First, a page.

12 September 2008
Lagrange, Hamilton and the Language of Love
For me, one of the great pleasure of philosophical analysis comes when we find a way to see that something doesn't just happen to be that way; it has to be that way. That I am expecting to be the upshot of today's talk.
Our speaker is Erik Curiel, who is a Visiting Fellow in the Center this year. Erik's PhD is from the University Chicago, where, among other notables, he worked with two much admired figures, the philosopher David Malament and the mathematical physicist, Bob Geroch. They both think and analyze problems in deeply mathematical ways. That mode would also be Erik's today. From previews of his abstract, I knew that it would tax my powers to keep up with him. But I was certainly looking forward to trying.
As we took our seats, I noticed that the overhead projector had been skewed on the diagonal and a screen set up. I was too busy trying to locate a seat with a view from which I could photograph to ponder why this odd arrangement was there. I worked through the usual introductory formalities as quickly as I could and turned the floor over to Erik.
His topic is a familiar one, classical mechanics. He is promising, however, that we will see it in a new light. The classical mechanics Erik has in mind is rather more general than the one most people learn in high school. There, it is all about masses rolling down inclined planes, forces, accelerations and the Newtonian equation we all learn by heart "F=ma". There are other fancier ways of formulating classical physics.
One is the "Lagrangian" formulation. In it, we associate a numerical magnitude, its "Lagrangian," with each possible state of the classical system. We know the system will evolve over time. A mass on a spring will bounce up and down, just so. But which of all possible movements will be "just so"? The remarkable result of Langrangian mechanics is that it will be the motion that makes this Langrangian magnitude the biggest, as we sum along the motion (or, sometimes, smallest, depending on how you define things).
Another of the fancier ways is the Hamiltonian formulation. Once again one has a magnitude, the Hamilitonian that is a property of each system at any moment. It is, mostly, just the energy of the system. The specific form of the Hamiltonian dictates once again just how the system evolves over time. In these fancier guises, classical mechanics is much more than merely the analysis of balls rolling down inclined planes. It includes such things as the theory of electric and magnetic fields; and, I suspected, a great deal more. Erik did not delimit the range, however.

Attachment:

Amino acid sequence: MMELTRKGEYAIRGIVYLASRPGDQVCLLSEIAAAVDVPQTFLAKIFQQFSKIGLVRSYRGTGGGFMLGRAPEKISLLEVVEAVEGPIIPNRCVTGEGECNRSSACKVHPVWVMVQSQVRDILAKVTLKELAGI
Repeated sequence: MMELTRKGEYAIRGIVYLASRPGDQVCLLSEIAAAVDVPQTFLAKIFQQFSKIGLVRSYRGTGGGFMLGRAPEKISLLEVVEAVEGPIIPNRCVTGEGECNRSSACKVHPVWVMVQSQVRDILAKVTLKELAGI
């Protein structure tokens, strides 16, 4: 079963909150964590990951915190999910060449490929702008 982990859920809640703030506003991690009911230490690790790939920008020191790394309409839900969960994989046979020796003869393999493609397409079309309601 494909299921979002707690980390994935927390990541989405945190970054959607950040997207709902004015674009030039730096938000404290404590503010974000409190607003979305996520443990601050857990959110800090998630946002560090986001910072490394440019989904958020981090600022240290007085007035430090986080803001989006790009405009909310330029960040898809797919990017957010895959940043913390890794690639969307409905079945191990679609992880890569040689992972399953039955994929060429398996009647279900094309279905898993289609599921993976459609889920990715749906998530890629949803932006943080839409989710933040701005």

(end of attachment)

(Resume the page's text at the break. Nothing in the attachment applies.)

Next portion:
Why bother with these different formulations? Each has its special virtues. The Lagrangian formulation carries over easily from non- relativististic to relativistic physics, where motions are treated geometrically as trajectories of maximum length in spacetime. The Hamiltonian formulation affords the easiest stepping stone to elementary quantum mechanics and the easiest place to analyze thermal systems, such as a gas, consisting of many, many, many, many, many molecules.
What one learns very early with these different formulations is that they are equivalent. One passes easily back and forth between them. Anything you can say in one can be said in the other and vice versa.
That familiar equivalence was Erik's target today. They may be equivalent in the sense of being intertransformable, but they are not equally natural. There's nothing I can say in English that cannot be said in French or Italian. But French in the language of love and Italian the language of poetry. Today, Erik assures us, he will show us that the Lagrangian is the natural language of classical physics. (Need I say that last sentence would sound better in Italian?)
There's more. In pressing through his project, Erik has found all sorts of interesting philosophical insights flowing from his analysis and he would finish up by telling us about them. As Erik's introductory sketch of the main argument slowly unfolded, I began to wonder if that would be possible. We were some 20 minutes into what he'd planned as a 40 minute talk and we are still dealing with preliminary sketches.
There came a moment when Erik too realized that time was not just a coordinate, but a finite magnitude. He continued his cheery presentation, pacing back and forth, beaming with each result and illustrating them sometimes with wild gestures. But his pacing took on a new urgency as he realized that some significant acceleration would be needed if he was to finish on time or even finish at all.